Friday, May 9, 2008

Northern Maine Birds 1 - 8 May 2008


Northern Maine enjoyed quiet weather this week. Temperatures were in the 50's and 60's during the day and dipped below freezing a couple times early in the period. Rain fell only twice this week but both were steady rains. A bit of a migrant wave was seen on the 7th and increased on the 8th. Otherwise, most migrants seemed to be moving through at a steady pace.

Almost all open areas are now snow free. Wooded areas in central and southern Aroostook have snow in isolated spots. Up to a foot still hangs on in the north Maine woods but the warm temperatures and predicted rain should finish it off within the next week. The ice melted off of most of the lakes this week.

Water levels remain high in northern-most Aroostook along the St. John and Fish Rivers following the record breaking flooding. Most damaged roads have been repaired in the settled areas, but dozens of wood roads and bridges were trashed and this will probably affect access to the North Maine Woods throughout the summer in places. The flood has left acres of standing water throughout the region and waterbirds are well dispersed across the region.

Deciduous trees are flowering across county and leaf buds are starting to open in south Aroostook locales.

New and Arriving Species this week:

Northern Pintail 5/7
Lesser Scaup 5/7
Surf Scoter 5/8
White-winged Scoter 5/8
Red-necked Grebe 5/4
Great Egret 5/8
Glossy Ibis 4/29
Broad-winged Hawk 5/1
Virginia Rail 5/4
Lesser Yellowlegs 5/8
Solitary Sandpiper 5/8
Least Sandpiper 5/8
Great-horned Owl 5/6
Northern Saw-whet Owl 5/8
Cliff Swallow 5/8
Bank Swallow 5/8
Blue-headed Vireo 5/7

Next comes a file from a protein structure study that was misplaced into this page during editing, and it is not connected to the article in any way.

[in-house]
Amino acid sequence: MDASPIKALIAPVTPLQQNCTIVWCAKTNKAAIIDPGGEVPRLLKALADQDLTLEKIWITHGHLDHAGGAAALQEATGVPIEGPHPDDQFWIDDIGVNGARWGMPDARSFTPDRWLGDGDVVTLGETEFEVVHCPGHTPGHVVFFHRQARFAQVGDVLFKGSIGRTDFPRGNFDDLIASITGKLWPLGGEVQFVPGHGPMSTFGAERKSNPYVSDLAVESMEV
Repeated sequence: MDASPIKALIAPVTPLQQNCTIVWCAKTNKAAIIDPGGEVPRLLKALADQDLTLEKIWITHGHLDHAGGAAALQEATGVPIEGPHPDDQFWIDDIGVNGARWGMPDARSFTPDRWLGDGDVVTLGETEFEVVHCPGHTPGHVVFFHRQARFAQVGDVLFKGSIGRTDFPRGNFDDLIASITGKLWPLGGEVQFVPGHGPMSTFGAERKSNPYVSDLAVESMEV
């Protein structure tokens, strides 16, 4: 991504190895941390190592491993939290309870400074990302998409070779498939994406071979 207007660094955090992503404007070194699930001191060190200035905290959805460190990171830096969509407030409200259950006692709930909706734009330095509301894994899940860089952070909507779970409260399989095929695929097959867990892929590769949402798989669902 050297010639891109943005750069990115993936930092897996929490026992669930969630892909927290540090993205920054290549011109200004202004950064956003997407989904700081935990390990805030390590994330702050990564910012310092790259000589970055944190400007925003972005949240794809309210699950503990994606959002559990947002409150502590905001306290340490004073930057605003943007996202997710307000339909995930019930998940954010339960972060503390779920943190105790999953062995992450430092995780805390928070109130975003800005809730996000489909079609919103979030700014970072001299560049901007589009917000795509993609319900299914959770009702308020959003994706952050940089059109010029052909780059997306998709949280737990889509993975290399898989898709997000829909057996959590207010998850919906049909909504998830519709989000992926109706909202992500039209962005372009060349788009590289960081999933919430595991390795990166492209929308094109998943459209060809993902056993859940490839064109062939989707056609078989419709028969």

American Pipit 5/6
Gray Catbird 5/2
Brown Thrasher 5/6
Hermit Thrush 5/4
Northern Parula 5/7
Northern Waterthrush 5/7
White-crowned Sparrow 5/7

The first week of May in northern Maine is usually a time when numbers and diversity of waterfowl are at their peak. This may be the case this year, but its hard to find any concentrations of waterfowl thanks to all the water left after the flood. Geese, dabblers and the fish eating diving ducks all seem to find the new habitat to their liking. It seems like only Common Goldeneyes, Ring-necked and Ruddy Ducks are sticking mostly to their usual haunts.

A Canada Goose nest with two eggs was found on the 2nd near still-partially-ice-covered Barren Lake in Caribou. Another was found with 6 eggs on the 8th. The results of Ken Lamb's recent Canada Goose portrait session is above. Quite a bit of oil was spilled during the flood along the St. John River. An oil covered Snow Goose was recovered on the 4th in Van Buren during the cleanup.

Newly arrived species this week were pairs of Northern Pintails and Lesser Scaup on Lake Josephine in Easton. A Surf Scoter also at Easton and a pair of White-winged Scoters on Arnold Brook Lake in Presque Isle were firsts of the season. 6 Gadwalls and 3 Ruddy Ducks were also seen at Lake Jo on the 7th and 8th. Blue-winged Teal were spotted in Eagle Lake (5/6) and Christina Reservoir in Fort Fairfield (5/7). Noteworthy high counts this week included 22 American Wigeons, 15 Northern Shovelers, 60+ Common Goldeneyes and 280+ Ring-necked Ducks at Lake Josephine.

Common Loons arrived at area lakes immediately after (during?) the rain and subsequent ice-outs. 5 were on Eagle Lake and 3 were seen at Arnold Brook. Very rare inland, 3 Red-necked Grebes found at Christina Reservoir on the 4th and another on Arnold Brook Lake on the 8th were good finds. Pied-billed Grebes were also found at Christina Res.